In the months before they had their daughter, Jami and Krista Contreras spent a lot of time searching for the perfect pediatrician. After several interviews, they felt like they’d finally found the perfect one – a Roseville pediatrician that took a holistic approach, complete with natural oils and probiotics. The pediatrician also knew the two women were lesbians, planning to raise a child together. But then, as they sat in an exam room, waiting for their 6-day-old daughter’s first check-up, another doctor walked in.
Jami and Krista were told that, after “much prayer,” their pediatrician had had a change of heart; she’d decided that she couldn’t treat their baby because they were lesbians. Needless to say, the couple suffered a bit of shock after hearing the news.
“I was completely dumbfounded,” Krista told USA Today. “We just looked at each other and said, ‘Did we hear that correctly?’ . . . When we tell people about it, they don’t believe us. They say, ‘[Doctors] can’t do that. That’s not legal.’ And we say, ‘Yes, it is.’”
It’s just one of the many types of daily challenges that the lesbian, gay, bisexual, and transgender (LGBT) community faces. In fact, there isn’t a single federal or Michigan (the state the Contrearases are from) that explicitly prohibits such discrimination.
At first, the couple didn’t want to speak out about what happened that day at Eastlake Pediatrics last October; they just kept it to themselves and went on with their life. But after months of dealing with the pain and humiliation, they decided to break their silence and use their experience to help raise awareness about LGBT discrimination.
“We want people to know that this is happening to families. This is really happening,” Jami told USA Today. “It was embarrassing. It was humiliating . . . It’s just wrong.”
The pediatrician, Vesna Roi, who has been practicing pediatric medicine for 19 years, said she couldn’t comment on the case, citing the HIPAA law. She did defend her commitment to helping children and their parents.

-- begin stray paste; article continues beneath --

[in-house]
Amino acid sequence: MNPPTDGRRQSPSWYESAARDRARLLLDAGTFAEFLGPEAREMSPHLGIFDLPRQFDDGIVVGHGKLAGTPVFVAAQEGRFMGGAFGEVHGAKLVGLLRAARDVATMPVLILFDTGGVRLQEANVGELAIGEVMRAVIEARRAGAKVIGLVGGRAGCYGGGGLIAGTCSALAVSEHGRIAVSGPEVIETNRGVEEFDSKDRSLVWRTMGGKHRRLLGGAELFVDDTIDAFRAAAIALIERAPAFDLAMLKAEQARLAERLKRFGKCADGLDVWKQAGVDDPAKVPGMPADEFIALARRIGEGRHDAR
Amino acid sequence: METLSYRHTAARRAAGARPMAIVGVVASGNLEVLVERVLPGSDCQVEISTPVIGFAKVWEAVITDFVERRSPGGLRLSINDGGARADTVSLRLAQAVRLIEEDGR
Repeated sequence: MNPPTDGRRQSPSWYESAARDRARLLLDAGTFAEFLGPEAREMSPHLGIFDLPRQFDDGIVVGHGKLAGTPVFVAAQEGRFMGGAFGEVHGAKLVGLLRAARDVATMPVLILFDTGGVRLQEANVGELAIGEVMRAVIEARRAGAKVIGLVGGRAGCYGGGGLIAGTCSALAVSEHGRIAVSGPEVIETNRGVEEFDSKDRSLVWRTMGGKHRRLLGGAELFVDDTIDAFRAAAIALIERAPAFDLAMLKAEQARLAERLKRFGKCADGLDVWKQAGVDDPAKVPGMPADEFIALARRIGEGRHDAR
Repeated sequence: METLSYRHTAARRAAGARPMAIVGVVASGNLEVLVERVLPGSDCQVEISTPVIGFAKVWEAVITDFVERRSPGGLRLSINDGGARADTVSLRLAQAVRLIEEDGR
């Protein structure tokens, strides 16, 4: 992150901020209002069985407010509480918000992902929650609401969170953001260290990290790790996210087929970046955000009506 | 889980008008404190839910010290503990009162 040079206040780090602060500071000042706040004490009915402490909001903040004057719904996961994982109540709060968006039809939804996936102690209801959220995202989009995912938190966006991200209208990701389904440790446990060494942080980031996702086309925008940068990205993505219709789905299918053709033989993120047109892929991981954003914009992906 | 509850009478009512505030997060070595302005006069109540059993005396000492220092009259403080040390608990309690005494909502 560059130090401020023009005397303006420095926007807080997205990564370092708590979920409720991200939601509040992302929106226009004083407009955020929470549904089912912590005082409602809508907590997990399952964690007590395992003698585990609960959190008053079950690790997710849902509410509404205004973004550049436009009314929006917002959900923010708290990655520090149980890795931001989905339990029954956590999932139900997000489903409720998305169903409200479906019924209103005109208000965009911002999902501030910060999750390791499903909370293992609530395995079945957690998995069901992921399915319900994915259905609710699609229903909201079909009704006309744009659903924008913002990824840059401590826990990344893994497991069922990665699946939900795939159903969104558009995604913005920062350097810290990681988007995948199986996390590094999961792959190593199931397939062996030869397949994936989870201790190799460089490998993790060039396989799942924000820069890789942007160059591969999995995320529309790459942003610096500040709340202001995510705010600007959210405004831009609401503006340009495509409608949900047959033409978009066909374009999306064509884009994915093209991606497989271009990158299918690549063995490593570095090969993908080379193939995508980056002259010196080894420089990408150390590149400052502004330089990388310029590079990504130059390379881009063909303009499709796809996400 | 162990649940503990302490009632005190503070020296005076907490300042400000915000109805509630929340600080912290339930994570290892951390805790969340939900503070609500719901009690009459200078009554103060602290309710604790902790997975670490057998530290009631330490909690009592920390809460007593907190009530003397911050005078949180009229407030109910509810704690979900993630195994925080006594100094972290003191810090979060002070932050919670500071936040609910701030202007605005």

“My life is taking care of the babies,” Roi told the Free Press on Tuesday. “I love my families, my patients. I love my kids. And I have become very close with all of my patients.”
She also sent the Contrerases an apology letter, which was obtained by the Free Press.
“Dear Jami & Krista, I am writing this letter of apology as I feel that it is important and necessary. I never meant to hurt either of you. After much prayer following your prenatal [visit], I felt that I would not be able to develop the personal patient-doctor relationship that I normally do with my patients.”
The letter, dated for February 9th, didn’t mention anything about why Roi had felt that way, or if it had anything to do with Jami and Krista being lesbians. However, did apologize for not informing the couple of her decision in persona. She also stated that they were “always welcome” at the office, and that they could always be treated by another physician there.
To some, it might seem like an insignificant issue, one that should be ignored and moved past. But the real truth is, while Roi’s refusal to treat Jami and Krista’s baby may not be illegal, it can have some far-reaching ramifications, especially when you consider that EVERY physician has a right to not treat a patient based on sexual orientation, or the sexual orientation of their parents.
“Basically, the pediatrician handled this in an appropriate way. She turned them over to another doctor,” Wayne State University Constitutional Law Professor, Robert Sedler, said of Roi’s actions and decision. “[But] here you have a doctor saying I won’t treat a baby of a lesbian couple . . . I think that’s very troubling. It’s clearly not illegal, but it certainly raises an ethical question.”
Attorney Dana Nessel, who is handling the same-sex marriage Michigan case about to be heard by the U.S. Supreme Court, agrees. She says the laws need to change. If they don’t, more families like the Contrerases are going to be mistreated by medical professionals.
“It’s a very scary thing,” Nessel said regarding doctors being allowed to refuse treatment to patients. “What kind of society are we that we would allow this to happen?”
Even the medical profession itself highly opposes the idea of refusing to treat patients or children of patients, based solely on the grounds of religious freedom and its relation to sexual orientation. In fact, the American Medical Association (AMA) and the American Academy of Pediatrics (AAP) have both taken a strong stance against such practices. But the prohibition in their ethics, unfortunately, only goes as far as an advisory to physicians.
“Respecting the diversity of patients is a fundamental value of the medical profession and reflected in long-standing AMA ethical policy opposing any refusal to care for patients based on race, gender, sexual orientation, gender identity, or any other criteria that would constituted invidious discrimination,” Dr. Gregory Blaschke, chair of the AMA’s LGBT Advisory Committee, said in a statement, adding that the AMA encourages “diversity, awareness, and cultural sensitivity in the medical profession.”
But Jami and Krista say that these advisories, while comforting, just aren’t enough. The laws need to change so that no one else in the LGBT community experiences what they’ve gone through. Because, at the end of the day, discrimination is discrimination. And, in Jami and Krista’s case, the blow isn’t just about their lifestyle; it’s about their amazing daughter, whom they clearly love dearly.
“You’re discriminating against a baby,” Jami said. “It’s just wrong.”
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